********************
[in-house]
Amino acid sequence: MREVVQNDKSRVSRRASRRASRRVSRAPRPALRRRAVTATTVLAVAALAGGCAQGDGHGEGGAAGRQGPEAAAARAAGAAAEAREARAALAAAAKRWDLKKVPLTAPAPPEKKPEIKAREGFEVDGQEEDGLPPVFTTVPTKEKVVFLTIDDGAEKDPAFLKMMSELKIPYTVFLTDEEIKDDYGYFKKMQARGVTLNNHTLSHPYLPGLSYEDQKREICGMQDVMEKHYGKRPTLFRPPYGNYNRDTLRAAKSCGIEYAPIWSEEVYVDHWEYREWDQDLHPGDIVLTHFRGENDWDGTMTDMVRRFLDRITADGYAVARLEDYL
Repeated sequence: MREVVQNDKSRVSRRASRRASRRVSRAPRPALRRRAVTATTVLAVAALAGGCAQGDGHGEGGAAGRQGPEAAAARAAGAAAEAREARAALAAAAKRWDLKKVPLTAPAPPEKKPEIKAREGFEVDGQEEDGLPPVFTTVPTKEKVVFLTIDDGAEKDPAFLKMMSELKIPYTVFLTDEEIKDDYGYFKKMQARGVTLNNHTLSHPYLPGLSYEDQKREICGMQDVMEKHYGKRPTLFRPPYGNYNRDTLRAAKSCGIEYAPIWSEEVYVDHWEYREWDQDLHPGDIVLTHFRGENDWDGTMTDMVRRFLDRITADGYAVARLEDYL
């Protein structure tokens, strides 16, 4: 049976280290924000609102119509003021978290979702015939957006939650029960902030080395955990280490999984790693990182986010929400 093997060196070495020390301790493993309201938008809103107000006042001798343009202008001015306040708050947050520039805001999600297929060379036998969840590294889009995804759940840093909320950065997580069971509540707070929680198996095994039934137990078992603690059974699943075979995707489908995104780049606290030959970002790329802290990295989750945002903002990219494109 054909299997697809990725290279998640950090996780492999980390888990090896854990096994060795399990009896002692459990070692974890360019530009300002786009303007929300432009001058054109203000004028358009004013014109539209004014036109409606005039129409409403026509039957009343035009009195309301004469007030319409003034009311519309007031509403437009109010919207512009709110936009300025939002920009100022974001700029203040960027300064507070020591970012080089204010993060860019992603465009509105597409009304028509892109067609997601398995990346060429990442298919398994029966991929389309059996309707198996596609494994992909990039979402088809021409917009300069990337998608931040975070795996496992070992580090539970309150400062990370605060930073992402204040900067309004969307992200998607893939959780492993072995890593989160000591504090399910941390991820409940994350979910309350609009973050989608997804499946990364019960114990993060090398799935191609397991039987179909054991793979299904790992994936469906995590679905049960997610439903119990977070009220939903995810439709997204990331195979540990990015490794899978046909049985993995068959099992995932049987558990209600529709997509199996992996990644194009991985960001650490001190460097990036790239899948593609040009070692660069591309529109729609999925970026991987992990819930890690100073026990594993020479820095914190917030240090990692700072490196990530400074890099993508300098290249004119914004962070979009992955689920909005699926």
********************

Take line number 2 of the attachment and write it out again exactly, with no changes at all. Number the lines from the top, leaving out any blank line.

Amino acid sequence: MREVVQNDKSRVSRRASRRASRRVSRAPRPALRRRAVTATTVLAVAALAGGCAQGDGHGEGGAAGRQGPEAAAARAAGAAAEAREARAALAAAAKRWDLKKVPLTAPAPPEKKPEIKAREGFEVDGQEEDGLPPVFTTVPTKEKVVFLTIDDGAEKDPAFLKMMSELKIPYTVFLTDEEIKDDYGYFKKMQARGVTLNNHTLSHPYLPGLSYEDQKREICGMQDVMEKHYGKRPTLFRPPYGNYNRDTLRAAKSCGIEYAPIWSEEVYVDHWEYREWDQDLHPGDIVLTHFRGENDWDGTMTDMVRRFLDRITADGYAVARLEDYL